SHARPSVILLE — Two stretches of road in Sharpsville are expected to undergo repairs later this year.
The first project is a milling and paving project that will service Mercer Avenue from Shenango Street to Ridge Avenue. The project was approved for bidding by the Sharpsville borough council at their July 10 meeting, and will be paid for using borough funds and Community Block Development Grant funds, Borough Manager Ken Robertson said.
Since the project is still out to bid, Robertson said borough officials do not have estimates for how much the project will cost. However, the stretch of Mercer Avenue was last paved in 1997.
“Over the last couple years, we’ve replaced the water lines, did some sewer work, and did all new ADA curb ramps, so this is the next step in that process,” Robertson said.
Once the bids are received and the contract is awarded, work is expected to take “a few weeks” and is hoped to be completed by September or October.
The second project will involve North Sixth Street and West High Street. About two blocks of North Sixth Street will be serviced from Main Street to High Street, while three blocks of West High Street will be serviced from North Sixth Street to Walnut Street.
This project was awarded to Combine Construction Inc. for $451,384.60. About $432,000 will be provided by PennDOT through the Surface Transportation Urban program, while Robertson said the borough would pay the remaining cost.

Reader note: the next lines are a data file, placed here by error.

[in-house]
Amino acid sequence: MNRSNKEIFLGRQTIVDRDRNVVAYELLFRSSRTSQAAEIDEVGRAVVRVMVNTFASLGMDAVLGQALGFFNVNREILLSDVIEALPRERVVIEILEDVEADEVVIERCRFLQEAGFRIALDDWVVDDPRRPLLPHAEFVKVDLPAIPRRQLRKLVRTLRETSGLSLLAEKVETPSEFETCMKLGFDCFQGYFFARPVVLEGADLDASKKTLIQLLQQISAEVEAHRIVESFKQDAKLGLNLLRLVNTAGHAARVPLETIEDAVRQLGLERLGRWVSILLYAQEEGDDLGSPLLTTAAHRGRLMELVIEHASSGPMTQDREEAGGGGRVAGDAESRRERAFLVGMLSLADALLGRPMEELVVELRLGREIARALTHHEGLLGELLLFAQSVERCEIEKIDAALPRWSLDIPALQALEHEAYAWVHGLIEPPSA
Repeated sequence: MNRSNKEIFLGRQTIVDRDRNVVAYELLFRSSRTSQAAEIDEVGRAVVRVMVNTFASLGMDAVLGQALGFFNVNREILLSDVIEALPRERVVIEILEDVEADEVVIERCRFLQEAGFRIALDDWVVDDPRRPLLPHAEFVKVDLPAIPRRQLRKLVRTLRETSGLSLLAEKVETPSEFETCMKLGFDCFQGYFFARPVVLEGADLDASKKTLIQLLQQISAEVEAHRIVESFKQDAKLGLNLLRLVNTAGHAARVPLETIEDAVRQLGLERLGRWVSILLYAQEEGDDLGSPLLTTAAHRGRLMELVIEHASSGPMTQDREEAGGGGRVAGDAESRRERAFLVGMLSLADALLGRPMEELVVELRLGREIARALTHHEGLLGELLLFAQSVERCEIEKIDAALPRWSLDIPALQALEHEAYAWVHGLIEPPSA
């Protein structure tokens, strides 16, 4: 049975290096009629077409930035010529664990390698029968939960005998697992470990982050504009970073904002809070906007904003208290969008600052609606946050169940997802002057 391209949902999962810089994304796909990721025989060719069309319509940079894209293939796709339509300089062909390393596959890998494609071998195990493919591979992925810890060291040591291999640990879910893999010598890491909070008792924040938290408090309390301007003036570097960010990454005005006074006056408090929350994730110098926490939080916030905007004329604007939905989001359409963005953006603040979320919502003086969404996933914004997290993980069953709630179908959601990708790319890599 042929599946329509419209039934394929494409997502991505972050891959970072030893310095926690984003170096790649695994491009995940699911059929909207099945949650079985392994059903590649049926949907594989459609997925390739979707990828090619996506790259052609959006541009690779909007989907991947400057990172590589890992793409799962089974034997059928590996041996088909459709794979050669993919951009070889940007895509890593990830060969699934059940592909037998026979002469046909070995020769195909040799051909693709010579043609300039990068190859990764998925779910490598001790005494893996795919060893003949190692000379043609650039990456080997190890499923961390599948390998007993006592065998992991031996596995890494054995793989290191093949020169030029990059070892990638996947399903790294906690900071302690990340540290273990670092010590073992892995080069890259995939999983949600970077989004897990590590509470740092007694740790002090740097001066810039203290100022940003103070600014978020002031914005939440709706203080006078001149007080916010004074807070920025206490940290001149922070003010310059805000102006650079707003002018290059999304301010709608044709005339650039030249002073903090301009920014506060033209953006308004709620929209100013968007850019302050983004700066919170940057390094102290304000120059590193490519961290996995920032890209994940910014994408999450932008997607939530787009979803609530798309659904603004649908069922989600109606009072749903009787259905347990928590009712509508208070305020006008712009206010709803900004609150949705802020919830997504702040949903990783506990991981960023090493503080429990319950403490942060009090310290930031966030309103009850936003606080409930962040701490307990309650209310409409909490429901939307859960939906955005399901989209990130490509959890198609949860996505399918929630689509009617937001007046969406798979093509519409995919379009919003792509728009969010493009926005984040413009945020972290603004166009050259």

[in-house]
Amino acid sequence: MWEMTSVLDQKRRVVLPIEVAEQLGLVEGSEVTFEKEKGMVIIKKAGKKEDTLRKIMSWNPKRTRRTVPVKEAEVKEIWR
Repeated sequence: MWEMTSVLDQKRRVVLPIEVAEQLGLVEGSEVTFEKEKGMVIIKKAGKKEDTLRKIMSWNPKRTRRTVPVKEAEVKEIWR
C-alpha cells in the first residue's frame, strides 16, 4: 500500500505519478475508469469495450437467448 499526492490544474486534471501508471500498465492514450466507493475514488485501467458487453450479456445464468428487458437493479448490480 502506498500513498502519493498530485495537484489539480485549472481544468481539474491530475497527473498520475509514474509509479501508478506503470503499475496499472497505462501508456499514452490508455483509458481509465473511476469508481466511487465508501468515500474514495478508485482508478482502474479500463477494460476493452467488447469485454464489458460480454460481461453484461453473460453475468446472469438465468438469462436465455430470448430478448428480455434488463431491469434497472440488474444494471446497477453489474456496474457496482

“It’s not a PennDOT road, but it is a local road that qualifies for PennDOT funding through the STU program,” Robertson said.
The work on North Sixth Street and West High Street will include not just milling and paving, but also sidewalk improvements, new curbing and ADA-accessible ramp improvements. Like the Mercer Avenue project, Robertson said the North Sixth Street and West High Street projects are expected to be completed by September or October.
The waterline under West High Street was replaced earlier this year with work starting in January, though the road itself was last paved in 1993.
“It’s long overdue for repairs, and in some areas there was sidewalk missing, so people had to walk on the road,” Robertson said.
Like David L. Dye on Facebook or email him at email@example.com.